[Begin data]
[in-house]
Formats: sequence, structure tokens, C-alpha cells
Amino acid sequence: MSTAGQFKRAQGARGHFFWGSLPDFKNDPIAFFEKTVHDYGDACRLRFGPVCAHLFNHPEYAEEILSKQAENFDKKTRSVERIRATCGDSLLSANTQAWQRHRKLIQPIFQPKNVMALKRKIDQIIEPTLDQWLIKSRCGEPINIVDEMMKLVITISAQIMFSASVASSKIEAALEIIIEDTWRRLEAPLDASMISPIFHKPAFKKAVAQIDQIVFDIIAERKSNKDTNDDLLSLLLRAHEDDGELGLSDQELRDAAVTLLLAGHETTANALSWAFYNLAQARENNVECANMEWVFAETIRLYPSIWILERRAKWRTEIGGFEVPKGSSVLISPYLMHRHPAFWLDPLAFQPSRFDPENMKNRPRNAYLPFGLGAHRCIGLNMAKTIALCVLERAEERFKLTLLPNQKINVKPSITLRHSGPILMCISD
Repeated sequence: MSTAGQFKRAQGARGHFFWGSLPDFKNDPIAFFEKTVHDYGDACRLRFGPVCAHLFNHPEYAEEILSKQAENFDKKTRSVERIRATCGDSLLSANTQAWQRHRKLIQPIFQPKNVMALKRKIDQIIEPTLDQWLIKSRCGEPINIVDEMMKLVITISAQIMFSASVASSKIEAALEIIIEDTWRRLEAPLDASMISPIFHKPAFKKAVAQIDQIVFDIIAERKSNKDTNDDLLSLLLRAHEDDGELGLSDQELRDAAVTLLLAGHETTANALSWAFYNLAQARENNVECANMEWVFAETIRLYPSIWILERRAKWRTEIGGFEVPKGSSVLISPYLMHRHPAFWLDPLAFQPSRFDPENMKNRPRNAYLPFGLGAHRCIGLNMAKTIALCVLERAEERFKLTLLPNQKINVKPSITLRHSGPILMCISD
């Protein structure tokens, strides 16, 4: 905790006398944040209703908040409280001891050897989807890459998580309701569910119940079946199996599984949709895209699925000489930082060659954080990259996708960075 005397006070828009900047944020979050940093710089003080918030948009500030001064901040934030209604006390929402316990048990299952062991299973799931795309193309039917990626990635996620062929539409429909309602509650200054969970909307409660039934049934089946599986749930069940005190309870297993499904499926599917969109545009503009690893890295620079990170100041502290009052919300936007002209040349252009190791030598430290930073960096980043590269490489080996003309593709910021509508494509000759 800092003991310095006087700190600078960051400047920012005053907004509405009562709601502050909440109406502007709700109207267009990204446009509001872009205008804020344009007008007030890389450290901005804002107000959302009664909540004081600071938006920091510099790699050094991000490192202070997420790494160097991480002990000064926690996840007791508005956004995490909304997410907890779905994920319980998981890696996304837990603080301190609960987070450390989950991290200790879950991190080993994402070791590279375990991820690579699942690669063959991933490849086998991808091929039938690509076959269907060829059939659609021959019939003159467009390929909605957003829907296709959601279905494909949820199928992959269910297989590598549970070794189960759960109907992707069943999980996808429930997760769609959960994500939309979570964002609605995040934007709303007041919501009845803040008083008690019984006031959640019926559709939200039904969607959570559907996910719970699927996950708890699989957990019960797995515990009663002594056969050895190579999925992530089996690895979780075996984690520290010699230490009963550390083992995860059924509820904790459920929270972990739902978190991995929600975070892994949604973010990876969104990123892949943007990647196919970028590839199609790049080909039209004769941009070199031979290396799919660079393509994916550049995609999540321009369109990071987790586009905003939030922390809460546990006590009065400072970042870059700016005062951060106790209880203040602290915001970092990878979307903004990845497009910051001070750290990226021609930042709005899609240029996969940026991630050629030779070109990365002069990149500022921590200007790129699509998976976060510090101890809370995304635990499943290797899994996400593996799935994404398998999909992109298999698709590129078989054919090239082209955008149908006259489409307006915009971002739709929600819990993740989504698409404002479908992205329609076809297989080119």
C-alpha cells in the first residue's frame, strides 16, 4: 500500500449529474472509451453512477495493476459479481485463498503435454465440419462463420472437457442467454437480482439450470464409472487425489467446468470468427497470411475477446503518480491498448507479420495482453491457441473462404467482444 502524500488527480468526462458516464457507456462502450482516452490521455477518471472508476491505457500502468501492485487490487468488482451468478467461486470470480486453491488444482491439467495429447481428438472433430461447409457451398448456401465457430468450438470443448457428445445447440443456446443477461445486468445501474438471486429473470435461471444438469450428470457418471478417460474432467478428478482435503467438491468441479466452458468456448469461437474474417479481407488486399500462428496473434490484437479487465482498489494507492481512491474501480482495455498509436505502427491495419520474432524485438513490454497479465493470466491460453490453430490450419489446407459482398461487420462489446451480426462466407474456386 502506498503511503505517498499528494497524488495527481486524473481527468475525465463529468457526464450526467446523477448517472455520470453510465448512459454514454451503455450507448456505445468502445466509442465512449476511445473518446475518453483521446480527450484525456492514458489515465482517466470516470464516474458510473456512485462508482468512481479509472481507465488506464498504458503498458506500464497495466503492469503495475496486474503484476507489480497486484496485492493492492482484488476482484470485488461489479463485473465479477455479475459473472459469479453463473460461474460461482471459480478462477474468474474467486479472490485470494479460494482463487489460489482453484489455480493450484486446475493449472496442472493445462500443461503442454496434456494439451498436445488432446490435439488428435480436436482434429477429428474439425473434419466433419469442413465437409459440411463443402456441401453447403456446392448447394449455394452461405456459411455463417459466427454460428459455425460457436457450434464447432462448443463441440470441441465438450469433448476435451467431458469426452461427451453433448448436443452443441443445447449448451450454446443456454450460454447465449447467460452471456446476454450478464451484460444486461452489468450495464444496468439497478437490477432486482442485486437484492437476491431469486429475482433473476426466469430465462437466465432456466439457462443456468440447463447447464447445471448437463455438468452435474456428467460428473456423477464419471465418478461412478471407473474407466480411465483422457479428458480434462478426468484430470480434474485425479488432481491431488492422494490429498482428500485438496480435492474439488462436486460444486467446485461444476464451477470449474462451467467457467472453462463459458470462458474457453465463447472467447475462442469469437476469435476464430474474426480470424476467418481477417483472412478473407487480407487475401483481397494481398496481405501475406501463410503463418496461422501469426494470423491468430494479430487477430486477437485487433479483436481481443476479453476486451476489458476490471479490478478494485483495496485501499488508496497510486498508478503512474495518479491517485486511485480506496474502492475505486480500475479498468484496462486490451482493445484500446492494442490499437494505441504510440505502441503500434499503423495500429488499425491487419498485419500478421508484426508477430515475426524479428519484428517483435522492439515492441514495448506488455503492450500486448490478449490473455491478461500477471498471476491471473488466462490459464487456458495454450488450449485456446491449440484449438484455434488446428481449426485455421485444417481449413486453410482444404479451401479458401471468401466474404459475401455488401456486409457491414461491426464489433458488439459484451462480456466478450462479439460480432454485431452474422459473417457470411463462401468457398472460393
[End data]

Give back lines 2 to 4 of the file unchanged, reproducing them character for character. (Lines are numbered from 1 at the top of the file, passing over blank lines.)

Formats: sequence, structure tokens, C-alpha cells
Amino acid sequence: MSTAGQFKRAQGARGHFFWGSLPDFKNDPIAFFEKTVHDYGDACRLRFGPVCAHLFNHPEYAEEILSKQAENFDKKTRSVERIRATCGDSLLSANTQAWQRHRKLIQPIFQPKNVMALKRKIDQIIEPTLDQWLIKSRCGEPINIVDEMMKLVITISAQIMFSASVASSKIEAALEIIIEDTWRRLEAPLDASMISPIFHKPAFKKAVAQIDQIVFDIIAERKSNKDTNDDLLSLLLRAHEDDGELGLSDQELRDAAVTLLLAGHETTANALSWAFYNLAQARENNVECANMEWVFAETIRLYPSIWILERRAKWRTEIGGFEVPKGSSVLISPYLMHRHPAFWLDPLAFQPSRFDPENMKNRPRNAYLPFGLGAHRCIGLNMAKTIALCVLERAEERFKLTLLPNQKINVKPSITLRHSGPILMCISD
Repeated sequence: MSTAGQFKRAQGARGHFFWGSLPDFKNDPIAFFEKTVHDYGDACRLRFGPVCAHLFNHPEYAEEILSKQAENFDKKTRSVERIRATCGDSLLSANTQAWQRHRKLIQPIFQPKNVMALKRKIDQIIEPTLDQWLIKSRCGEPINIVDEMMKLVITISAQIMFSASVASSKIEAALEIIIEDTWRRLEAPLDASMISPIFHKPAFKKAVAQIDQIVFDIIAERKSNKDTNDDLLSLLLRAHEDDGELGLSDQELRDAAVTLLLAGHETTANALSWAFYNLAQARENNVECANMEWVFAETIRLYPSIWILERRAKWRTEIGGFEVPKGSSVLISPYLMHRHPAFWLDPLAFQPSRFDPENMKNRPRNAYLPFGLGAHRCIGLNMAKTIALCVLERAEERFKLTLLPNQKINVKPSITLRHSGPILMCISD